Thursday, September 04, 2003

What happens when we slip into bureaucratic spreadsheet think?

In a discussion of Bush's face concern and actual hard-hearted disregard of soldiers' well-being and suffering, and painfully conscious of how poverty is a slippery slope *3 weeks to homelessness, and counting ... gawd I hate this!* I happened to quip "gadd, I can just imagine ... a vet, PTSD and maybe physically disabled, homeless, female ..." Well, someone pointed me to
Battle continues for veteran home from war
by David Abel, Globe Staff, 8/21/2003

"Three months ago, Vannessa Turner was in charge of a small unit, drove a 5-ton truck through ambushes, and wherever she went in Iraq, the Army sergeant held her M-16 at the ready.

The single mom's war ended in May, when she collapsed in 130-degree heat, fell into a coma, and nearly died of heart failure.

Now, after more than a month recovering in Germany and Washington, D.C., the muscular Roxbury native spends her days riding city buses to ward off boredom, roaming area malls looking at things she can't afford, and brooding over how she and her 15-year-old daughter are suddenly homeless, sleeping on friends' couches and considering moving into a shelter.

''I almost lost my life in Iraq -- and I can't get a place to live?'' said Turner, 41, who Army officials say is the first known homeless veteran of the war in Iraq. ''Yeah, I'm a little angry. Right now, not having a home for my daughter is the greatest burden in my life.''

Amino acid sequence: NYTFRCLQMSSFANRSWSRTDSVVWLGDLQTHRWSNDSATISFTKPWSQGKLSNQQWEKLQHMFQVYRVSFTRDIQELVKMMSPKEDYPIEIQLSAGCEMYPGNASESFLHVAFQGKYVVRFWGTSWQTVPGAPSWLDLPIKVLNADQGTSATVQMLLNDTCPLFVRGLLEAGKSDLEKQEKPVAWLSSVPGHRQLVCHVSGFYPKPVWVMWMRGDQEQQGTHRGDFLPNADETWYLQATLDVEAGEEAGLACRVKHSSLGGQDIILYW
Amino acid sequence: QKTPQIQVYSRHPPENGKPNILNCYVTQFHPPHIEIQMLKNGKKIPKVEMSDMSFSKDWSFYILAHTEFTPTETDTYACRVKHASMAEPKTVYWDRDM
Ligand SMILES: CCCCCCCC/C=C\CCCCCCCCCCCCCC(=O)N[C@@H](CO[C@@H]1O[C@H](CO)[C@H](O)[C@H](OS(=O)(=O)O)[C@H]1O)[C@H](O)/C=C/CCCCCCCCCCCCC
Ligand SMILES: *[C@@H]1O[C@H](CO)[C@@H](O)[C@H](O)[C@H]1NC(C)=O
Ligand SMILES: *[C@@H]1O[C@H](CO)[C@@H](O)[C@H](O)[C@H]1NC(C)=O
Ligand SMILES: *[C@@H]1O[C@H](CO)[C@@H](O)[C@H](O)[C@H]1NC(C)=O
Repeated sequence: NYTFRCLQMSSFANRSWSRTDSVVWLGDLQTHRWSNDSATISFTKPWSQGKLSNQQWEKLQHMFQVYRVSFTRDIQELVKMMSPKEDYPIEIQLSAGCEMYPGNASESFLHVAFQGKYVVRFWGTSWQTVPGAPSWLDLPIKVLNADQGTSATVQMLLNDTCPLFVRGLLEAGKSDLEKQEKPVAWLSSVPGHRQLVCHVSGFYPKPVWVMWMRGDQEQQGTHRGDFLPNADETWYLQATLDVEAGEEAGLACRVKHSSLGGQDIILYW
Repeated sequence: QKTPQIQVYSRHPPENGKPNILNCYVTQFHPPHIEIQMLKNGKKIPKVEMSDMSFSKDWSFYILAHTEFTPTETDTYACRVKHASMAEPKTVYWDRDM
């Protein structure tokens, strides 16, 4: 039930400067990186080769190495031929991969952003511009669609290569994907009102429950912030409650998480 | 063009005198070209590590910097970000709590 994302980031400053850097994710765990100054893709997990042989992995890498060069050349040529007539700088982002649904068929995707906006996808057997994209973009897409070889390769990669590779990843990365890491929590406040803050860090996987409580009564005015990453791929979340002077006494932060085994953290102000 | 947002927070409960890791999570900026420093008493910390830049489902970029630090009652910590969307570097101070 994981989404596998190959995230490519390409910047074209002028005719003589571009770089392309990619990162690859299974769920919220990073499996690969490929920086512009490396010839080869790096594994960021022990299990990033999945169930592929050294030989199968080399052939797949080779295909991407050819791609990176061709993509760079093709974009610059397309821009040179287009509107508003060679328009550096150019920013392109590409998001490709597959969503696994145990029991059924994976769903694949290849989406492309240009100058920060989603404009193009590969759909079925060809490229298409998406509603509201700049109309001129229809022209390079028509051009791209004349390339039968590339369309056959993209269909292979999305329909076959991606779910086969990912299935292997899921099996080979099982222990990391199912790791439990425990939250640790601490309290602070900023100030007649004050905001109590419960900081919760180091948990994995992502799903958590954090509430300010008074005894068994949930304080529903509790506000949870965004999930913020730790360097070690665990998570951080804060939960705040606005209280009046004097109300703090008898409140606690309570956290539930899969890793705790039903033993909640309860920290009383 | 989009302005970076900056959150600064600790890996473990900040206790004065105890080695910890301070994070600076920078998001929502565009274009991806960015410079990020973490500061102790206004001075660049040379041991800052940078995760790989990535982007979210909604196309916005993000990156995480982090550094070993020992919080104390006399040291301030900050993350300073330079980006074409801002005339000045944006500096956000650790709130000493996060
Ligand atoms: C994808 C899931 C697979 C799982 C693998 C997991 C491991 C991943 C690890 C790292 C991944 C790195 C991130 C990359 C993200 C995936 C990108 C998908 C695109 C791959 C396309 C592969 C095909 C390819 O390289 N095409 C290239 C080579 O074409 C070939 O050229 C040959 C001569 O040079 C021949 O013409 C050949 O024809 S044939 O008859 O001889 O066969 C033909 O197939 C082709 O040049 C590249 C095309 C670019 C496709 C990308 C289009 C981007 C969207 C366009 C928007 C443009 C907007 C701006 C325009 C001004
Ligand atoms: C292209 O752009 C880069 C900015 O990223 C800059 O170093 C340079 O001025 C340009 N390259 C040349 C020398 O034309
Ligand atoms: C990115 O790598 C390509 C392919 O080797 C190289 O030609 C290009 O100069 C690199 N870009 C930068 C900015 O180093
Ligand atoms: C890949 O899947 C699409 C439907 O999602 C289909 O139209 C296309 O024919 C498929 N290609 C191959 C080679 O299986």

Though Army officials said they're trying to help, Turner, still wearing a leg brace and limping from nerve damage in her right leg, blames the service for not doing more.

When she went to the Veterans Administration Medical Center in West Roxbury after coming home last month, officials there told her she had to wait until mid-October to see a doctor. When she asked the Army to ship her possessions from her unit's base in Germany, where she lived with her daughter for more than a year, they told her she had to fly back at her own expense to get them herself. And when she sought help to secure a veterans' loan for a house in Boston, she said mortgage brokers told her her only real option was to move to Springfield or Worcester.

The Army acknowledges ''mistakes were made.''

''The Army can be a bureaucracy, but there are people in the bureaucracy who want to help,'' said Major Steve Stover, an Army spokesman. ''I don't think it's acceptable for anyone to be homeless, and I believe most people in the Army want everyone to take care of each other.''

Unfortunately, Turner is unlikely to be the last soldier serving in Iraq to return without a home.

Although veterans make up just 9 percent of the US population, they account for about 23 percent of the nation's homeless, according to the Washington-based National Coalition of Homeless Veterans. In a given year, of the 2.5 million people who become homeless in the United States, about 550,000 are vets, many of whom served in Vietnam and suffer from post-traumatic stress disorder."

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